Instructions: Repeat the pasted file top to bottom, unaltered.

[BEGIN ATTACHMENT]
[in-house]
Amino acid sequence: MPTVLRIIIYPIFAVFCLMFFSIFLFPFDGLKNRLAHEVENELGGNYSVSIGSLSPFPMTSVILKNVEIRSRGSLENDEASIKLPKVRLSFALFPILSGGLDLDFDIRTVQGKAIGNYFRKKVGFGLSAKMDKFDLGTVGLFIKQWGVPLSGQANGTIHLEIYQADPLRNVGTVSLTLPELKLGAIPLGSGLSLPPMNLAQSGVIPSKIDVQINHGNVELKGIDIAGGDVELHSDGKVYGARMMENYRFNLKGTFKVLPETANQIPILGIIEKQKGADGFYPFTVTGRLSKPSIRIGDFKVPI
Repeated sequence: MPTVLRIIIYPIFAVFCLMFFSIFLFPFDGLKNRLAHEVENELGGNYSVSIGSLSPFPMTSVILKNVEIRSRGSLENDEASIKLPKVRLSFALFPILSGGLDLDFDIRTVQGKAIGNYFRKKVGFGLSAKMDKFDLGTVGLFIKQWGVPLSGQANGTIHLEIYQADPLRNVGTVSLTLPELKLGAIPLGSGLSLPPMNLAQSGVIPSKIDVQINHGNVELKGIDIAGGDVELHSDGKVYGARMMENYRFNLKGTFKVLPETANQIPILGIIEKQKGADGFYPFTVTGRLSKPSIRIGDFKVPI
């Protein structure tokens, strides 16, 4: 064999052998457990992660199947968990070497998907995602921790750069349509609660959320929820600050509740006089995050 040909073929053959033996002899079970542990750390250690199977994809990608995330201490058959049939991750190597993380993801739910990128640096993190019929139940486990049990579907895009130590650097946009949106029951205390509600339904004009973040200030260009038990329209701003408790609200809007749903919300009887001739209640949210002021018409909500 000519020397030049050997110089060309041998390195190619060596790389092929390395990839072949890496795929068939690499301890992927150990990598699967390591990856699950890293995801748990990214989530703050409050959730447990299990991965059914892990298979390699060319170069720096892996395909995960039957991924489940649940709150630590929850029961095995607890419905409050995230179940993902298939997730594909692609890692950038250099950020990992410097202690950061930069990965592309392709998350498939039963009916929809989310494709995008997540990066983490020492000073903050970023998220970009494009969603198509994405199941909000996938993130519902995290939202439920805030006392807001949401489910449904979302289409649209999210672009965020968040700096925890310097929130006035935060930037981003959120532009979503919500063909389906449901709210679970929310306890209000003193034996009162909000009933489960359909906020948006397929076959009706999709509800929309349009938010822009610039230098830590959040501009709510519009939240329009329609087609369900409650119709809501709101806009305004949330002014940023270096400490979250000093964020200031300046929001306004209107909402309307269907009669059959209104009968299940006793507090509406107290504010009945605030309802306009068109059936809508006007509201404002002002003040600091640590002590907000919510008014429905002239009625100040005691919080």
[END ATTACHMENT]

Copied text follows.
[in-house]
Amino acid sequence: MPTVLRIIIYPIFAVFCLMFFSIFLFPFDGLKNRLAHEVENELGGNYSVSIGSLSPFPMTSVILKNVEIRSRGSLENDEASIKLPKVRLSFALFPILSGGLDLDFDIRTVQGKAIGNYFRKKVGFGLSAKMDKFDLGTVGLFIKQWGVPLSGQANGTIHLEIYQADPLRNVGTVSLTLPELKLGAIPLGSGLSLPPMNLAQSGVIPSKIDVQINHGNVELKGIDIAGGDVELHSDGKVYGARMMENYRFNLKGTFKVLPETANQIPILGIIEKQKGADGFYPFTVTGRLSKPSIRIGDFKVPI
Repeated sequence: MPTVLRIIIYPIFAVFCLMFFSIFLFPFDGLKNRLAHEVENELGGNYSVSIGSLSPFPMTSVILKNVEIRSRGSLENDEASIKLPKVRLSFALFPILSGGLDLDFDIRTVQGKAIGNYFRKKVGFGLSAKMDKFDLGTVGLFIKQWGVPLSGQANGTIHLEIYQADPLRNVGTVSLTLPELKLGAIPLGSGLSLPPMNLAQSGVIPSKIDVQINHGNVELKGIDIAGGDVELHSDGKVYGARMMENYRFNLKGTFKVLPETANQIPILGIIEKQKGADGFYPFTVTGRLSKPSIRIGDFKVPI
């Protein structure tokens, strides 16, 4: 064999052998457990992660199947968990070497998907995602921790750069349509609660959320929820600050509740006089995050 040909073929053959033996002899079970542990750390250690199977994809990608995330201490058959049939991750190597993380993801739910990128640096993190019929139940486990049990579907895009130590650097946009949106029951205390509600339904004009973040200030260009038990329209701003408790609200809007749903919300009887001739209640949210002021018409909500 000519020397030049050997110089060309041998390195190619060596790389092929390395990839072949890496795929068939690499301890992927150990990598699967390591990856699950890293995801748990990214989530703050409050959730447990299990991965059914892990298979390699060319170069720096892996395909995960039957991924489940649940709150630590929850029961095995607890419905409050995230179940993902298939997730594909692609890692950038250099950020990992410097202690950061930069990965592309392709998350498939039963009916929809989310494709995008997540990066983490020492000073903050970023998220970009494009969603198509994405199941909000996938993130519902995290939202439920805030006392807001949401489910449904979302289409649209999210672009965020968040700096925890310097929130006035935060930037981003959120532009979503919500063909389906449901709210679970929310306890209000003193034996009162909000009933489960359909906020948006397929076959009706999709509800929309349009938010822009610039230098830590959040501009709510519009939240329009329609087609369900409650119709809501709101806009305004949330002014940023270096400490979250000093964020200031300046929001306004209107909402309307269907009669059959209104009968299940006793507090509406107290504010009945605030309802306009068109059936809508006007509201404002002002003040600091640590002590907000919510008014429905002239009625100040005691919080």